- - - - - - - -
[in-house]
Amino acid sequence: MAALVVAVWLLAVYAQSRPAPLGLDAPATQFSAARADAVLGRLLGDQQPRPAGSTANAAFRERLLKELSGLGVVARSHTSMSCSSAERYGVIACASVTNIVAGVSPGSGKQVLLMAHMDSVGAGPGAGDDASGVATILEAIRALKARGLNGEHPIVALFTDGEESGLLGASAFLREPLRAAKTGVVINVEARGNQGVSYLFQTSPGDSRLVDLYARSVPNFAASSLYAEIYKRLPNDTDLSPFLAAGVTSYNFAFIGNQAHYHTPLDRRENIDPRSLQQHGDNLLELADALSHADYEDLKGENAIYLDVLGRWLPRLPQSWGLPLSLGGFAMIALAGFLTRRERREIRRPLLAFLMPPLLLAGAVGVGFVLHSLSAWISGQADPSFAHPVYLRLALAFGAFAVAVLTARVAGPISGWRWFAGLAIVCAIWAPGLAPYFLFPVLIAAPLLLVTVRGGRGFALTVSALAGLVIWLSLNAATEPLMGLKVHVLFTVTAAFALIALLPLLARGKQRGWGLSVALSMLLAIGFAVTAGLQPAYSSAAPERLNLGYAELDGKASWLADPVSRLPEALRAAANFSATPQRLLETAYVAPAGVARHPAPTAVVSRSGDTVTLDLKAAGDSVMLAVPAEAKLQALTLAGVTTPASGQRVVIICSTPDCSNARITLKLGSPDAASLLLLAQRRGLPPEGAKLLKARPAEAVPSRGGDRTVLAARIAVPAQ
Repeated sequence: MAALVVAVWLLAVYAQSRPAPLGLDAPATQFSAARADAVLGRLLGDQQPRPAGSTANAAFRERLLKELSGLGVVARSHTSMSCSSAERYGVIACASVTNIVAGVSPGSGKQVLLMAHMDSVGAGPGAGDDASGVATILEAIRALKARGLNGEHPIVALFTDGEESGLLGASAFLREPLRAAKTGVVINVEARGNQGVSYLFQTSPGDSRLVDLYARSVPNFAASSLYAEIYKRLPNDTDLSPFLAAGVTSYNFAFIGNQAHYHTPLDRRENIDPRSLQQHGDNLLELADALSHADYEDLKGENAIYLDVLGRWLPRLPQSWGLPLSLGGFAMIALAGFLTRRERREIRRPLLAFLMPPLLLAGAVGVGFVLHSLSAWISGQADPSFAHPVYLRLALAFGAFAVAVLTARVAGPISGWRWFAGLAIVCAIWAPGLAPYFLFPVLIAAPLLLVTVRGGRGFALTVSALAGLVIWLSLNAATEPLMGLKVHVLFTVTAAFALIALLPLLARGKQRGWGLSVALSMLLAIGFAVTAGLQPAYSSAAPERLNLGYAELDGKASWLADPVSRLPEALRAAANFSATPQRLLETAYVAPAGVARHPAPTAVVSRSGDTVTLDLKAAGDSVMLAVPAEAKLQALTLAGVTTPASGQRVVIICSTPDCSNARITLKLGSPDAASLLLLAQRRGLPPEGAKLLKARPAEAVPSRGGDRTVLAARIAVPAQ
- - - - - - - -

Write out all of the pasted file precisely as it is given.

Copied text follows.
[in-house]
Amino acid sequence: MAALVVAVWLLAVYAQSRPAPLGLDAPATQFSAARADAVLGRLLGDQQPRPAGSTANAAFRERLLKELSGLGVVARSHTSMSCSSAERYGVIACASVTNIVAGVSPGSGKQVLLMAHMDSVGAGPGAGDDASGVATILEAIRALKARGLNGEHPIVALFTDGEESGLLGASAFLREPLRAAKTGVVINVEARGNQGVSYLFQTSPGDSRLVDLYARSVPNFAASSLYAEIYKRLPNDTDLSPFLAAGVTSYNFAFIGNQAHYHTPLDRRENIDPRSLQQHGDNLLELADALSHADYEDLKGENAIYLDVLGRWLPRLPQSWGLPLSLGGFAMIALAGFLTRRERREIRRPLLAFLMPPLLLAGAVGVGFVLHSLSAWISGQADPSFAHPVYLRLALAFGAFAVAVLTARVAGPISGWRWFAGLAIVCAIWAPGLAPYFLFPVLIAAPLLLVTVRGGRGFALTVSALAGLVIWLSLNAATEPLMGLKVHVLFTVTAAFALIALLPLLARGKQRGWGLSVALSMLLAIGFAVTAGLQPAYSSAAPERLNLGYAELDGKASWLADPVSRLPEALRAAANFSATPQRLLETAYVAPAGVARHPAPTAVVSRSGDTVTLDLKAAGDSVMLAVPAEAKLQALTLAGVTTPASGQRVVIICSTPDCSNARITLKLGSPDAASLLLLAQRRGLPPEGAKLLKARPAEAVPSRGGDRTVLAARIAVPAQ
Repeated sequence: MAALVVAVWLLAVYAQSRPAPLGLDAPATQFSAARADAVLGRLLGDQQPRPAGSTANAAFRERLLKELSGLGVVARSHTSMSCSSAERYGVIACASVTNIVAGVSPGSGKQVLLMAHMDSVGAGPGAGDDASGVATILEAIRALKARGLNGEHPIVALFTDGEESGLLGASAFLREPLRAAKTGVVINVEARGNQGVSYLFQTSPGDSRLVDLYARSVPNFAASSLYAEIYKRLPNDTDLSPFLAAGVTSYNFAFIGNQAHYHTPLDRRENIDPRSLQQHGDNLLELADALSHADYEDLKGENAIYLDVLGRWLPRLPQSWGLPLSLGGFAMIALAGFLTRRERREIRRPLLAFLMPPLLLAGAVGVGFVLHSLSAWISGQADPSFAHPVYLRLALAFGAFAVAVLTARVAGPISGWRWFAGLAIVCAIWAPGLAPYFLFPVLIAAPLLLVTVRGGRGFALTVSALAGLVIWLSLNAATEPLMGLKVHVLFTVTAAFALIALLPLLARGKQRGWGLSVALSMLLAIGFAVTAGLQPAYSSAAPERLNLGYAELDGKASWLADPVSRLPEALRAAANFSATPQRLLETAYVAPAGVARHPAPTAVVSRSGDTVTLDLKAAGDSVMLAVPAEAKLQALTLAGVTTPASGQRVVIICSTPDCSNARITLKLGSPDAASLLLLAQRRGLPPEGAKLLKARPAEAVPSRGGDRTVLAARIAVPAQ